Creating a wellness programme for your business

On Episode 76 of The Talent & Growth Podcast we were joined by Kel Hartman, an amazing chief people officer who’s got an incredible story and plenty of experience, and most importantly, she’s passionate about looking after the people in your business and she’s got some great ideas around how to do that. We asked Kel about how to promote the wellness of people in our businesses. 

We’ve seen a lot of news around a recession being touted, so the power seems to be shifting into the hands of the companies rather than the candidates. It’s very different from last year when companies were pandering to people because there was a lack of talent. With that in mind, do you see the emphasis on staff’s wellbeing taking a backseat?

I think it will, and these things are worrying employees, people are worrying now for their finances and asking if they can provide for their family. That has an impact on mental health, because there’s stress, there’s anxiety, they can’t sleep, can’t eat. I think with wellbeing, whether it’s financial, physical, mental, spiritual, emotional, they all tie in together. People are being let go, and are those companies giving them psychological support? Are they helping them with their CVs? I see a lot of CEOs making this crisis about them and not their people, it’s really crazy. This is the time where they could show the employees what type of organisation they are. How are they taking care of the people that are let go, and the people who have stayed there that will feel so guilty with remaining there, because surviving a recession has a psychological impact on people.

You have a wellness programme at Chipper Cash, could you tell us a bit more about what you created there and how it worked and how it looked?

Sure. They didn’t have a wellness programme at all before I arrived. They’d put together a proposal but it mainly focussed on budgets, it wasn’t about mental health. I really wanted the programme to be holistic, and it really changed things. For a lot of employees, like those that were dealing with work stress there was a lot of burnout. In a scale up company, there was a lot of personal stuff that was going on to people who were just coming out of COVID. There was loneliness – I think that’s a big factor – and there was a lack of connections.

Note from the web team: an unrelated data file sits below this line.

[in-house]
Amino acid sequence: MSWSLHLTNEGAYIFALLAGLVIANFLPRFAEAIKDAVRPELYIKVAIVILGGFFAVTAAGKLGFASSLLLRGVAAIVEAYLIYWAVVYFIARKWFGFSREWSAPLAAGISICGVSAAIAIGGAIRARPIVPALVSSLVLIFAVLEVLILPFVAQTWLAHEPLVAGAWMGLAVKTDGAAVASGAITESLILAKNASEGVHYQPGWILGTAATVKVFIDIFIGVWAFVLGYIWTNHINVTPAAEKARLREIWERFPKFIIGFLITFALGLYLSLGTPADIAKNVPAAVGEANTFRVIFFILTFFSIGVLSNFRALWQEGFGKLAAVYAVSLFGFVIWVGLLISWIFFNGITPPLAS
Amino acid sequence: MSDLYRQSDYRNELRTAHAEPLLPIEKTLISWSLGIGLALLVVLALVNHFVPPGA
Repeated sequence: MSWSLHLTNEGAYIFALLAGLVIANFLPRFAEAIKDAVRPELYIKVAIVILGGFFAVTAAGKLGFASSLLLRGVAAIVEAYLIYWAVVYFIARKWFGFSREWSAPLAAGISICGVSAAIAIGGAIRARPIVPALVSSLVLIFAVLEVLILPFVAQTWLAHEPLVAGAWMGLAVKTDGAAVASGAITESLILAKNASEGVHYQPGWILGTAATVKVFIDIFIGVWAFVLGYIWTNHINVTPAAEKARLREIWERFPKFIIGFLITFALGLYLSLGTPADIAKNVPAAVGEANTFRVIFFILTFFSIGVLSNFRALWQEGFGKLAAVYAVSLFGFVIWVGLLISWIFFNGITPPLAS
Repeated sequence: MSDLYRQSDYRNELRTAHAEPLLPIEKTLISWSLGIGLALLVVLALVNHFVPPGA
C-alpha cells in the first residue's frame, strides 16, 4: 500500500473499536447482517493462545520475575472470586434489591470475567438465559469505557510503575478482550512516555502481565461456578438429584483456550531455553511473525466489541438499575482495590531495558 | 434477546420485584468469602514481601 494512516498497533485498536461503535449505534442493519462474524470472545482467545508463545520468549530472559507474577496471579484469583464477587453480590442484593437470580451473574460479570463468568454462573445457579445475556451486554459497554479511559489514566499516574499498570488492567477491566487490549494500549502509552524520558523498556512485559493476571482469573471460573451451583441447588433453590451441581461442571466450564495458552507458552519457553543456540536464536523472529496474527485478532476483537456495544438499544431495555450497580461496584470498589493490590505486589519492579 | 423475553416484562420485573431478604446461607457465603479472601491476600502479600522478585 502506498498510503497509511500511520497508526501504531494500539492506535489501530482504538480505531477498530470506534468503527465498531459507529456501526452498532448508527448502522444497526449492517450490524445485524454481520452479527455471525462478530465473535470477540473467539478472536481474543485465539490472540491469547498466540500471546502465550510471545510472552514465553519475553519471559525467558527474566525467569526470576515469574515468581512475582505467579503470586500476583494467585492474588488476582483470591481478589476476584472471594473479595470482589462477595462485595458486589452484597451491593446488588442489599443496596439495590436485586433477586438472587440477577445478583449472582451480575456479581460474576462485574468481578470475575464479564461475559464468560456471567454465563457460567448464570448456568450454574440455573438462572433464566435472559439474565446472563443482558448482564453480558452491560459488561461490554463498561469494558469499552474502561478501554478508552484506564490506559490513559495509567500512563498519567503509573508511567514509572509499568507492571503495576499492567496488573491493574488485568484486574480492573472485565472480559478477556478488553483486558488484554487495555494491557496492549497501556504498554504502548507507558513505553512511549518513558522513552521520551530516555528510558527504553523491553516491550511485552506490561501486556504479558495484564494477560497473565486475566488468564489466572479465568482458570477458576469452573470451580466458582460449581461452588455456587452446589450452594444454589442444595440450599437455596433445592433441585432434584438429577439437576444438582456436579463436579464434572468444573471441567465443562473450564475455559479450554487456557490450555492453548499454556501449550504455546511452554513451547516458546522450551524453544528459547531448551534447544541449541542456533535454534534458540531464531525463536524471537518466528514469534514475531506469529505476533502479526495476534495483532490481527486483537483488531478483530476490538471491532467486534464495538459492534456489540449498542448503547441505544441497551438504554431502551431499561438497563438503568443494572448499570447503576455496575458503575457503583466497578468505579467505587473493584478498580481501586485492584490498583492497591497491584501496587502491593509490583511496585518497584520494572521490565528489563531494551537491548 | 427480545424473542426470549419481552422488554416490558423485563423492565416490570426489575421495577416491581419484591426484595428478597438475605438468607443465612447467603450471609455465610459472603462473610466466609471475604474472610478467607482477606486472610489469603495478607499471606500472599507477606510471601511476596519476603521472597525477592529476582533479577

One of the first things they did is listen. I was speaking to a lot of people, just checking in, getting to know people from wherever. One of the first things I wanted to address was stress and burnout, so we had a session with a psychologist, Dr. Babb and she ran a session on stress and burnout. People were just ‘like, wow, this is incredible’. Then there was one that they wanted on having a positive mindset, where we had around 80 to 90% of attendance for the whole company, including all our senior execs. We bought Composure Psychology in and African psychologists too, because we needed to reflect our people. That was one holistic fit, so then we started running monthly workshops, where we had breath work, then Angie Cole running our male mental health programme, we had Emily Paolo who was incredible in creating within your power for women. We looked at all the different spectrums. We had the parenting programme as well, which was incredible when we did that. So the parenting programme had three cohorts, as well, so there were different programmes going on simultaneously. But you know, not everyone’s a parent, not everyone’s a male or identifies with them so we had different communities come up. We didn’t have a pride community, but now we do. We ran committed connection workshops, just for people to connect. As you can tell there were so many different elements of the programme. We had a budget for working at home stipends, that was a new one, we gave equity to all sorts of organisations. We ran a bazaar to do a boxing session with the employee. There were so many different elements that people could pick and choose from, so we had a very high percentage of take up in our programme.